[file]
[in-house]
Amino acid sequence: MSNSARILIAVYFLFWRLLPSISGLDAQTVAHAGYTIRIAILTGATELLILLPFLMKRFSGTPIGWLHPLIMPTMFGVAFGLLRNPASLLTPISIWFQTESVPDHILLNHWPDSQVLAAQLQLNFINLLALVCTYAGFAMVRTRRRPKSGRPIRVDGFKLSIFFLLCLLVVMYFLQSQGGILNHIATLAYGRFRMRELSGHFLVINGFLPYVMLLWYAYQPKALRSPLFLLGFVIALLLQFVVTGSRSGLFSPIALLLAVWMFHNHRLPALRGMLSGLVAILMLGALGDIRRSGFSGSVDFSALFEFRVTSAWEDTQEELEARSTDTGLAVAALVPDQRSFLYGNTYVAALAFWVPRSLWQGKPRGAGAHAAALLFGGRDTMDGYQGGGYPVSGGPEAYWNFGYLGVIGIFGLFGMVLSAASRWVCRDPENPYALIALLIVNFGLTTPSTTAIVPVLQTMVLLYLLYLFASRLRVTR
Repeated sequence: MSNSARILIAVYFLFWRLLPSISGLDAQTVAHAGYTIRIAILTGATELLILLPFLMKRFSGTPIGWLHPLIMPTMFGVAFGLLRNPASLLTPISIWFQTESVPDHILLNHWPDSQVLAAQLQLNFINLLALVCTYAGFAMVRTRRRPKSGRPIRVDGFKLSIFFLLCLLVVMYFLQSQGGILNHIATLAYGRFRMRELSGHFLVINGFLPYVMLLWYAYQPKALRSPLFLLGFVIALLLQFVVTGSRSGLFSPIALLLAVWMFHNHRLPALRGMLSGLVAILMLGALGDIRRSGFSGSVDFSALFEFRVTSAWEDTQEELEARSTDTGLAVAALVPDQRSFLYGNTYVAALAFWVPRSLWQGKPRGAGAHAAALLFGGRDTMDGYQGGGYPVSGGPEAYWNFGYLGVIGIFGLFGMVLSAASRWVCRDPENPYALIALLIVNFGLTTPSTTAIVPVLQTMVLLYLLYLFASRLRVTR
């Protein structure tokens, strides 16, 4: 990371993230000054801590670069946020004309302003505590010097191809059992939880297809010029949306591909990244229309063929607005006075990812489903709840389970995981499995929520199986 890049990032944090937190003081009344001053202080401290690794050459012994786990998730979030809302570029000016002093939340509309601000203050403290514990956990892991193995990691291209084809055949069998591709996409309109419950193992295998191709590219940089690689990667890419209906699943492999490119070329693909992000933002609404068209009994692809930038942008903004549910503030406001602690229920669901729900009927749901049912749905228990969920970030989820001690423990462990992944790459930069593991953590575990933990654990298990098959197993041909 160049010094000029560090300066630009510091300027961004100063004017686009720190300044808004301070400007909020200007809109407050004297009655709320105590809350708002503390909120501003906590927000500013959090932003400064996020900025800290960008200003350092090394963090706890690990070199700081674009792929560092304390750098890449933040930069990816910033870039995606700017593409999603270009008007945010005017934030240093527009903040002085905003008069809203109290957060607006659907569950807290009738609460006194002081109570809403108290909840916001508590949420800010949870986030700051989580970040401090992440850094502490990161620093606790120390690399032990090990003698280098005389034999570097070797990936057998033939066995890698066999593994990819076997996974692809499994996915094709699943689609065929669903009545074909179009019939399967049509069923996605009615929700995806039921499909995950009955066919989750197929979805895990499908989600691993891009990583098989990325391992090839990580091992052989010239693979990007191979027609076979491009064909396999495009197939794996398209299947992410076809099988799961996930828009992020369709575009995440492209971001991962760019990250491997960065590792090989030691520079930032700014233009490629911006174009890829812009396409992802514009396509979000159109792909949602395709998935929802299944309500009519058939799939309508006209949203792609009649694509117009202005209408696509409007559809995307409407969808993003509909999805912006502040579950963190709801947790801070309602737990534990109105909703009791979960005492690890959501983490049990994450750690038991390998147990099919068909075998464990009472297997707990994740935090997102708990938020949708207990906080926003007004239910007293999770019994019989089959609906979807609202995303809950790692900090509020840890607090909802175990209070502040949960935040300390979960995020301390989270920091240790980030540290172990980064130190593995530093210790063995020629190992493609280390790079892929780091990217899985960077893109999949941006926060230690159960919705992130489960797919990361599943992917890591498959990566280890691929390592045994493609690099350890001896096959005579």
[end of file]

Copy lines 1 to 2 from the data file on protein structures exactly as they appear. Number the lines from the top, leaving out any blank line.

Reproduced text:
[in-house]
Amino acid sequence: MSNSARILIAVYFLFWRLLPSISGLDAQTVAHAGYTIRIAILTGATELLILLPFLMKRFSGTPIGWLHPLIMPTMFGVAFGLLRNPASLLTPISIWFQTESVPDHILLNHWPDSQVLAAQLQLNFINLLALVCTYAGFAMVRTRRRPKSGRPIRVDGFKLSIFFLLCLLVVMYFLQSQGGILNHIATLAYGRFRMRELSGHFLVINGFLPYVMLLWYAYQPKALRSPLFLLGFVIALLLQFVVTGSRSGLFSPIALLLAVWMFHNHRLPALRGMLSGLVAILMLGALGDIRRSGFSGSVDFSALFEFRVTSAWEDTQEELEARSTDTGLAVAALVPDQRSFLYGNTYVAALAFWVPRSLWQGKPRGAGAHAAALLFGGRDTMDGYQGGGYPVSGGPEAYWNFGYLGVIGIFGLFGMVLSAASRWVCRDPENPYALIALLIVNFGLTTPSTTAIVPVLQTMVLLYLLYLFASRLRVTR